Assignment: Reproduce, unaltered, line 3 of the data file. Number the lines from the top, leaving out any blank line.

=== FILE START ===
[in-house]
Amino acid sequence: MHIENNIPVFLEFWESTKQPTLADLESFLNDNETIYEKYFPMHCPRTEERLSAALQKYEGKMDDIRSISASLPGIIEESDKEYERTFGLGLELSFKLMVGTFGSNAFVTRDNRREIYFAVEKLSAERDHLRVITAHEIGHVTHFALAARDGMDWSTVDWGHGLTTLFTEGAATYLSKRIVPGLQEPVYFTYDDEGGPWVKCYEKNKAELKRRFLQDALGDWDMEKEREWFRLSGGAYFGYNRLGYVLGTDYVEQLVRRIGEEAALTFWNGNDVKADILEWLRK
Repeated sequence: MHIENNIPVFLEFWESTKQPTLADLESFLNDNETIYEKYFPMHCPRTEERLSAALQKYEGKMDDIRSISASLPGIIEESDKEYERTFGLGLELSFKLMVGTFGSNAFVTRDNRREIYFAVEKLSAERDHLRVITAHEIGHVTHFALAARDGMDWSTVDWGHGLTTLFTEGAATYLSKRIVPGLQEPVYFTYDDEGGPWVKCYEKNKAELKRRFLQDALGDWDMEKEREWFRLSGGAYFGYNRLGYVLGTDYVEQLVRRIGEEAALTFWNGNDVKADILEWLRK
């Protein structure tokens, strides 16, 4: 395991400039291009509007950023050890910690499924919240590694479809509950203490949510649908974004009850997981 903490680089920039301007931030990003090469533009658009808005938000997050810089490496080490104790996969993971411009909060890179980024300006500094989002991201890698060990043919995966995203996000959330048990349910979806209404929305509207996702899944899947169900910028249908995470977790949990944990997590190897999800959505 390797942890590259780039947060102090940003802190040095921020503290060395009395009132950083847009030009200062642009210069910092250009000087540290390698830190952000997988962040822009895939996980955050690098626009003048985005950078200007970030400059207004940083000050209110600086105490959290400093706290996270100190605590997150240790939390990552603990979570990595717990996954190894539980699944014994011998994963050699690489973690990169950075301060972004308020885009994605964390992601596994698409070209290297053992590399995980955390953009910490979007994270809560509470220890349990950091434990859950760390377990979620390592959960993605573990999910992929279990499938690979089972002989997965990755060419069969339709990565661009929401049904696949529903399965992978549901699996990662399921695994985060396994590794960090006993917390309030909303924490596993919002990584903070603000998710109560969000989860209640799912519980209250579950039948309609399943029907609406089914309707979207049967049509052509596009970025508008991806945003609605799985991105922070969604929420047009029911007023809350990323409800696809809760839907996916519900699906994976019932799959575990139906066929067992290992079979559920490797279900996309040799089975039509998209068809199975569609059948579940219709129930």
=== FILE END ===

Repeated sequence: MHIENNIPVFLEFWESTKQPTLADLESFLNDNETIYEKYFPMHCPRTEERLSAALQKYEGKMDDIRSISASLPGIIEESDKEYERTFGLGLELSFKLMVGTFGSNAFVTRDNRREIYFAVEKLSAERDHLRVITAHEIGHVTHFALAARDGMDWSTVDWGHGLTTLFTEGAATYLSKRIVPGLQEPVYFTYDDEGGPWVKCYEKNKAELKRRFLQDALGDWDMEKEREWFRLSGGAYFGYNRLGYVLGTDYVEQLVRRIGEEAALTFWNGNDVKADILEWLRK